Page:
Employers’ Industrial relations demands would smash wages

The Centre for Future Work has released a report which shows that the proportion of private-sector workers who are covered by enterprise agreements has fallen to just 11% since 2013. It concludes that this has been a key contributor to low wages growth of recent years, and warns that an employer-led push to replace the Fair Work Act’s ‘better off overall test’ would further reduce wages growth while prompting an increase in non-union enterprise agreements:

Summary

The dramatic erosion decline in private sector collective bargaining visible in recent years has been maintained. The share of private sector workers covered by enterprise agreements (EAs) has now been halved since 2013, to only 11%. This decline reflects three simultaneous negative trends: declining agreement renewals, almost no new agreements being negotiated, and high rates of agreement termination. Alarmingly, only 46 new private sector EAs were negotiated in Australia in 2018 (down on 68 in 2017).

The consequences of the disappearance of collective bargaining are profound for workers, employers and the overall economy. It is clear that the rapid decline in EA coverage in the private sector has been a significant factor in the unprecedented deceleration of wages in Australia. Fewer workers on EAs means lower wages growth.

Despite clear evidence that the enterprise bargaining system is depriving the majority of workers of effective representation and bargaining rights, powerful business lobbyists and the federal government are now pursuing an aggressive post-election workplace relations agenda to diminish the already-weak collective bargaining system even further. Changes to industrial relations rules proposed by business broadly signal a return to the Work Choices pattern of unilateral employer wage-setting power in enterprise agreements.

The changes to enterprise bargaining proposed by business lobbyists include: weakening or removing the Better Off Overall Test; weakening scrutiny of nonunion EAs; diminishing the scope of matters employees may negotiate with their employers; and blocking bargaining altogether through introduction of “whole of life” greenfields agreements. Together these changes would further restrict union representation, reduce the effectiveness of the already weakened collective bargaining compliance regime, and expand the incidence of low-wage non-union EAs.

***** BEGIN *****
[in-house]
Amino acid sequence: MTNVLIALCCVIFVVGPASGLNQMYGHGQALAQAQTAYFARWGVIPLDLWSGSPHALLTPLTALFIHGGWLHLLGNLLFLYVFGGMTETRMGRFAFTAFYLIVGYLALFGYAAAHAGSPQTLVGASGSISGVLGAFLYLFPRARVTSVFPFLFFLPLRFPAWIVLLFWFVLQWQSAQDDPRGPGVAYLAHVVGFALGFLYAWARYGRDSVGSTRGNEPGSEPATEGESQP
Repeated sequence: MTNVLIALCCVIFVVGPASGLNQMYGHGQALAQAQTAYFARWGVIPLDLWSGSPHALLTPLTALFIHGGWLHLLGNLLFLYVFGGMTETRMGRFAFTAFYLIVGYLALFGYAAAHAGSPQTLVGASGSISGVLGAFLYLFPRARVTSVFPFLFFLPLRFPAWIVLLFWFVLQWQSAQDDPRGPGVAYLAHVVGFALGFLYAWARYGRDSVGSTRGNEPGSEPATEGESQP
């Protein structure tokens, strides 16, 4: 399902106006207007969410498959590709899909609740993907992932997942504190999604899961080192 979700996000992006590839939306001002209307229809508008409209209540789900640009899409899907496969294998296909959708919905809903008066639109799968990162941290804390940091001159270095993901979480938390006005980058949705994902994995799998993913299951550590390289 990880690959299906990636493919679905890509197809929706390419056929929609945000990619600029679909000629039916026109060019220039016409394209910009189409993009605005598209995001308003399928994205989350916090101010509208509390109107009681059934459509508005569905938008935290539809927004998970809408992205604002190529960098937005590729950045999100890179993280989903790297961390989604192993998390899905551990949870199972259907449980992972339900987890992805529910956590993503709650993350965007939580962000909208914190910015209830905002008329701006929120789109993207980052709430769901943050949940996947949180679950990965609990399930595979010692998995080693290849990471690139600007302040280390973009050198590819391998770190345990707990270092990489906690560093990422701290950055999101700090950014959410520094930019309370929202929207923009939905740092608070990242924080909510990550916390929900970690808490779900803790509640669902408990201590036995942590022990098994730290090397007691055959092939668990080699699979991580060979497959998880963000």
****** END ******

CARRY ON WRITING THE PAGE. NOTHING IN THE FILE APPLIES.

Based on the experience of EAs under the Work Choices era (2006 through 2009), when similar measures were in place, we can expect a resurgence of nonunion EAs if those proposals are accepted. This would come at the expense of both genuine collective bargaining and Award coverage, and would produce a decline in average wage increases for EA-covered workers (since wage increases in non-union EAs are consistently lower than for EAs negotiated with union involvement). Simulations suggest that the loss of wages resulting from the resulting slowdown in (already-weak) wage growth could cost an average private sector EA-covered worker over $2000 in lost income over just the first three years – and would reduce wages by billions of dollars across the broader private sector workforce.

If genuine industrial relations reform is not pursued to expand bargaining rights to the 89% of private sector workers without current EA coverage, then authentic collective bargaining will continue to disappear from Australia’s private sector, diminishing workers’ collective voice and bargaining power. This paper concludes by proposing ten more genuine reforms to strengthen and modernise collective bargaining, and give workers a better chance at winning future wage increases.

So basically, workers on enterprise agreements tend to have higher pay and stronger wage growth than those on awards. Thus, the declining coverage of enterprise agreements helps to explain the decline in Australian wages growth.

Moreover, the Centre for Future Work warns that enterprise agreement coverage would continue to shrink under proposed industrial relations reforms, thus further dragging down wages.

In other words: more bad news for Australian workers.

Full report here.

Unconventional Economist

Leith van Onselen is Chief Economist at the MB Fund and MB Super. Leith has previously worked at the Australian Treasury, Victorian Treasury and Goldman Sachs.

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